Today, a reader asks:
I am writing an article about the growing trend and benefits of chia seeds so would like to get some sources to support it. I thought you would be a good person to ask!
1. Why do you think there has been a sudden chia seed renaissance, because they have been around for a very long time?
2. What is the best way to add chia seeds to your diet?
3. What are the benefits of eating chia seeds?
Thank you for your time, this will really help me out.
–J from Bath, England
As you note, chia has been eaten by humans from around 3,500 BCE and was a major staple of both the Mayans and the Aztecs, who believed that just a spoonful of the tiny seeds could give sustained energy for a day. But its recent popularity is the result of growing body of research on natural foods, and especially the increasing awareness of the importance of Omega-3 fatty acids. After the low-fat movement of the 90’s, the early 2000’s brought the idea that some fats are actually good for you. At the same time, consumer tastes were broadening, and becoming ever more cosmopolitan. Chia seeds drew attention as an excellent source of Omega-3s, and became one of the hottest superfood imports from Latin America in the past ~10 years, along with quinoa and acai berries.
An ounce of chia seeds contain: 42% of your daily fiber, 18% of calcium, and 4 g of protein. It’s a great source of phosphorus, zinc, and manganese, and has whopping 4915 mg of Omega-3, along with 1620 mg of Omega-6. This high Omega-3 to Omega-6 ratio is important because in Western diets, we get almost 1 (Omega-3) to 16 (Omega-6)–but the ratio we’ve consumed over millennia is close to 1 to 1. Studies show that low Omega-3 to Omega-6 ratio is associated with cardiovascular diseases, inflammation, and cancer. Along with these crucial Omega-3s, chia seeds also boast complete amino acids, so it’s a great protein option for vegans who want to avoid soy. It’s also anti-inflammatory and finally, delicious! So there are tons of reasons to add chia to your healthy eating routine.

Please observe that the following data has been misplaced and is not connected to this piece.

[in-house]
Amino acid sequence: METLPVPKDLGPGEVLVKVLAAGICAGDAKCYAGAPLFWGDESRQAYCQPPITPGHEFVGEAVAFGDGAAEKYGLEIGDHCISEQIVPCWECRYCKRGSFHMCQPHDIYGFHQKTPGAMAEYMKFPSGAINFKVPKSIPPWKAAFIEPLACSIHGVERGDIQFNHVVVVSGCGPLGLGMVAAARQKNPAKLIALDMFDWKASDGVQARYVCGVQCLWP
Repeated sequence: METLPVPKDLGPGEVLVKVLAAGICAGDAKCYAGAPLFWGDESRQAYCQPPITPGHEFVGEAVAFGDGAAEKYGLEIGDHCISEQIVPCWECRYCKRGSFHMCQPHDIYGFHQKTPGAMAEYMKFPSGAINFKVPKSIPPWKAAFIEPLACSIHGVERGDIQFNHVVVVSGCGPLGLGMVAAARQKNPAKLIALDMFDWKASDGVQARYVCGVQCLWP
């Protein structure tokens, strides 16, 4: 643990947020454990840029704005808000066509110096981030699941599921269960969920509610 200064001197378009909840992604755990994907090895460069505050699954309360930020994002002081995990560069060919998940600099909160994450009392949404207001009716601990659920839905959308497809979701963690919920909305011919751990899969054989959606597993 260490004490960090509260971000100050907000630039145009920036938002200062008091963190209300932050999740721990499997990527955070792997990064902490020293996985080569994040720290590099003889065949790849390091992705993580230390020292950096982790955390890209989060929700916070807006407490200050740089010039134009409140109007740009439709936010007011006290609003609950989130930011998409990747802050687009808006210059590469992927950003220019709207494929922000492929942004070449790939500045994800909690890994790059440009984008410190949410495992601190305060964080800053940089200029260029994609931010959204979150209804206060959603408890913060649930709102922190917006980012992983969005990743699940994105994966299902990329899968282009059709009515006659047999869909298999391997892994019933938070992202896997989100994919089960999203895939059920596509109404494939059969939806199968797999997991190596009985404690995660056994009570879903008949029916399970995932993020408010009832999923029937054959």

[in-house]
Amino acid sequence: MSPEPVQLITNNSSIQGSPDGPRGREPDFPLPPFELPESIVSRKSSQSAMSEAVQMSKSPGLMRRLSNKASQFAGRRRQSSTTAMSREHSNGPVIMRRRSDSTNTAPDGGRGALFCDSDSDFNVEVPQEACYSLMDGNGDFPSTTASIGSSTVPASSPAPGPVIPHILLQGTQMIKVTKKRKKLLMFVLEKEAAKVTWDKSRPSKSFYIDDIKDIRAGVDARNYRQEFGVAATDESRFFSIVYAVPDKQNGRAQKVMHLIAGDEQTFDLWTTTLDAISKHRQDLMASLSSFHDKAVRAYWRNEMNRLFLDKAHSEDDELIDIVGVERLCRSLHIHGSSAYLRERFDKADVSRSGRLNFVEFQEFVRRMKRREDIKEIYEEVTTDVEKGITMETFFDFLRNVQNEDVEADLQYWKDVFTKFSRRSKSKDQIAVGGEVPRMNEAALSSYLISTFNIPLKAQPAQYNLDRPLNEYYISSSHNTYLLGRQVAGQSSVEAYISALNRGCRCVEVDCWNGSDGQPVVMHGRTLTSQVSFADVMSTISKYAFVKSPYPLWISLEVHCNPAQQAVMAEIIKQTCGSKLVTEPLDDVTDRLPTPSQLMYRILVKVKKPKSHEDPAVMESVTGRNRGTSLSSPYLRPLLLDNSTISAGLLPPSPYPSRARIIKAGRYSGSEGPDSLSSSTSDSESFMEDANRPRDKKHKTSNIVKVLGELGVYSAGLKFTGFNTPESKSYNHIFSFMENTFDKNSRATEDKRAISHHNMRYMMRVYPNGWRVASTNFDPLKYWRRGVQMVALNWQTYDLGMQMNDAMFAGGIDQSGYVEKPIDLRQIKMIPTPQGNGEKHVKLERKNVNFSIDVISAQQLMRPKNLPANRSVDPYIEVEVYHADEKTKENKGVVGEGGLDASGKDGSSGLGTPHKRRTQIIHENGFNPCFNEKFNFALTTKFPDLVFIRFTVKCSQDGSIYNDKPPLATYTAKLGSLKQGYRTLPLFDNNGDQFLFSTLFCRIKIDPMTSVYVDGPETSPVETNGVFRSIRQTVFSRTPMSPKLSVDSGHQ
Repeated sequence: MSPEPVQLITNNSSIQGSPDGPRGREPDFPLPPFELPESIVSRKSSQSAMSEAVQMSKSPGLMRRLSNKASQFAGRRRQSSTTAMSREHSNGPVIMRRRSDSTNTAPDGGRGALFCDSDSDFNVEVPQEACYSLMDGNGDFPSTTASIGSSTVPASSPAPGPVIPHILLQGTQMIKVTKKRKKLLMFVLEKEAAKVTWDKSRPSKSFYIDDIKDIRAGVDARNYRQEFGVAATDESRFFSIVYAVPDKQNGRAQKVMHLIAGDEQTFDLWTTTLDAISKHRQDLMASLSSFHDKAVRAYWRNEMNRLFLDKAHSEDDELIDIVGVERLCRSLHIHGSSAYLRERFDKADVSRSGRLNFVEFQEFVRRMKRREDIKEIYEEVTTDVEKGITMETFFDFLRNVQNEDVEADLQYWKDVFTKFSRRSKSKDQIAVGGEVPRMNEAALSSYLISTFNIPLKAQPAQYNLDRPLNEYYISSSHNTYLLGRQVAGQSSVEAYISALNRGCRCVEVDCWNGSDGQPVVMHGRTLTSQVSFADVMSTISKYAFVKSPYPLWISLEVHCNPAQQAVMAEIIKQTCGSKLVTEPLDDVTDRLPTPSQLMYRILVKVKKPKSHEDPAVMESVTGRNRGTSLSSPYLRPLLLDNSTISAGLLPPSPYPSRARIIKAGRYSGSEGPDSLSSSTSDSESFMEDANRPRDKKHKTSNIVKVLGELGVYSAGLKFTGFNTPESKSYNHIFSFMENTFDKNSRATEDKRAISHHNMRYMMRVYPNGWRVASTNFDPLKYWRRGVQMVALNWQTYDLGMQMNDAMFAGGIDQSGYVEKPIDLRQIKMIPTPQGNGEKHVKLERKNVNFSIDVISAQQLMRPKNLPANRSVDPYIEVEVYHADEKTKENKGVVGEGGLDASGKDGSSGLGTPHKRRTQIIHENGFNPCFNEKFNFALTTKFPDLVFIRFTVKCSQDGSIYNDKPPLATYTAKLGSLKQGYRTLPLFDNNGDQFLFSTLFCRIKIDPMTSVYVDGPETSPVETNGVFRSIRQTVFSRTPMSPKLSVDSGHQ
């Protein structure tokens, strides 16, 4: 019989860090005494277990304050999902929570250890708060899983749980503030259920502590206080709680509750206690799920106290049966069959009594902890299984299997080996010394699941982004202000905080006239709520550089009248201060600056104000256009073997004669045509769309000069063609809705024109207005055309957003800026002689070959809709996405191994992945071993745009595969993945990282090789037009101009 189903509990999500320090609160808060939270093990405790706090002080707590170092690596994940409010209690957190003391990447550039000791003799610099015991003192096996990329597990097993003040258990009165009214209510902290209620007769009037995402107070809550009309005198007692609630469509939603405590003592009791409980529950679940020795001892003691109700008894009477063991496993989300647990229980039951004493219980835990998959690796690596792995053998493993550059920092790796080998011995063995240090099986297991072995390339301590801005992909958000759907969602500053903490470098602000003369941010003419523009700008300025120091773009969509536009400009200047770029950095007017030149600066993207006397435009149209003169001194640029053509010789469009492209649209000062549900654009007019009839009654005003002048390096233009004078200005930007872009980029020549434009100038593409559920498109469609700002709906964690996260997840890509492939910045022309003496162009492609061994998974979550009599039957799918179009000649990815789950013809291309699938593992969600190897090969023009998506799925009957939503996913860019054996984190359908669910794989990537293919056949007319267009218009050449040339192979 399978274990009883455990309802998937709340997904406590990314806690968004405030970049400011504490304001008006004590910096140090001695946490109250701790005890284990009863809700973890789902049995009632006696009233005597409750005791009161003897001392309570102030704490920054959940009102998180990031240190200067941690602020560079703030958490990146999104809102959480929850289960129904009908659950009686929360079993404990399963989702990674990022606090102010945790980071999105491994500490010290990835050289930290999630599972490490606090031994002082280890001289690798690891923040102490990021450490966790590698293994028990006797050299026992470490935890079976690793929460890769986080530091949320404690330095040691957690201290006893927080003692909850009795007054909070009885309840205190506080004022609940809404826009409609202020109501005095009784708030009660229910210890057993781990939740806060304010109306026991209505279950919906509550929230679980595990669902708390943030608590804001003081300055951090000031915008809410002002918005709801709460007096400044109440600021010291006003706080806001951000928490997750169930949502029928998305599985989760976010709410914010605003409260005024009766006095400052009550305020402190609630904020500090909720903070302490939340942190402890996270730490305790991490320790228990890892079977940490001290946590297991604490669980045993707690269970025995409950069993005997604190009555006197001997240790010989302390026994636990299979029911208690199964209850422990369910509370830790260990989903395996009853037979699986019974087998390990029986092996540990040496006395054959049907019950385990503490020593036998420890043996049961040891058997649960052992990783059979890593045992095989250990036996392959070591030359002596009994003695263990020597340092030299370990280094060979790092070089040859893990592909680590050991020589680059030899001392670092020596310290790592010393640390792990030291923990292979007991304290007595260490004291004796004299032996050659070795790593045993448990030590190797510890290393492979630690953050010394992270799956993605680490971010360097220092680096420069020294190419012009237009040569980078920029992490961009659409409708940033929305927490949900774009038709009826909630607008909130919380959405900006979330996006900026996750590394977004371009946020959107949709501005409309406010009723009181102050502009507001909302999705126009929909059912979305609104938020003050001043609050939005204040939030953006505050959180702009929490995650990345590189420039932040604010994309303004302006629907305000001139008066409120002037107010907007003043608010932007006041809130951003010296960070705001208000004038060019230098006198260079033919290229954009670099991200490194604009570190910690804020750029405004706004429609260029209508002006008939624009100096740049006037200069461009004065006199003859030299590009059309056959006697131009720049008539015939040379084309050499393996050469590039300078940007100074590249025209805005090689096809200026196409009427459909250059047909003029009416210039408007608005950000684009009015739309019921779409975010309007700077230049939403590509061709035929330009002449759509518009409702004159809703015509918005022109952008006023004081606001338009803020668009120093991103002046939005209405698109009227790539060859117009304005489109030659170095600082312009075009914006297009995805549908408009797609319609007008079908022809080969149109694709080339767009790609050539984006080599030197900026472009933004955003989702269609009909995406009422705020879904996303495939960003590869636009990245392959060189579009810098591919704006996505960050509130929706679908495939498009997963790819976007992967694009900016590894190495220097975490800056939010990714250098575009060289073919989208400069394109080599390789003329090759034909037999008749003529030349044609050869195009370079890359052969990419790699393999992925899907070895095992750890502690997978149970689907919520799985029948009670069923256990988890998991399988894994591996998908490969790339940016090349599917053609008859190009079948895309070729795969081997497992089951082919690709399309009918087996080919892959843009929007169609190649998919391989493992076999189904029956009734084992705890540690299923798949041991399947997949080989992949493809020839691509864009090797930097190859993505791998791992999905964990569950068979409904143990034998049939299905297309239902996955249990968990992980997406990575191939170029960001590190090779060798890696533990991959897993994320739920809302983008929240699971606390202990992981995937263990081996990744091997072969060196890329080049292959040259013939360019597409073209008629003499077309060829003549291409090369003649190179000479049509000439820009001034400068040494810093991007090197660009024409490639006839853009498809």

There are so many different ways to enjoy chia seeds, all of which are so simple. Unlike flax seeds, chia seeds can be eaten whole, so there is no need to grind them. You can add a spoonful to your morning cereal, oatmeal, smoothie; it’s also a great addition to your muffins and cakes. (How about lemon seed muffins?) When I’m making soup or stew, I like to add a few spoons for that additional nutritional boost. Chia seeds are also a great salad topping.
Another great way is to make your own refreshing spritzer. Chill a pitcher of purified water, some fresh lemon juice, slices of your favorite fruit, and a few tablespoons of chia seeds. You can add seltzer if you like bubbles.
But my absolute favorite way to enjoy chia seeds is to make puddings! These can be eaten as breakfast, snack, or dessert, depending on how sweet you make them. Just mix a tablespoon or two of chia seeds in some non-dairy milk, and any additions as desired (cocoa powder, maple syrup, cinnamon, vanilla extract, etc) and soak for at least 30 minutes to an hour. (You can even leave it in the fridge overnight). For a decadent treat, top with dark chocolate shavings, coconut flakes, fresh berries, etc.
Good luck on your article! And let us know if you have any other healthy eating questions.
xo Peaceful Dumpling
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Photo: ljguitar via Flickr; Peaceful Dumpling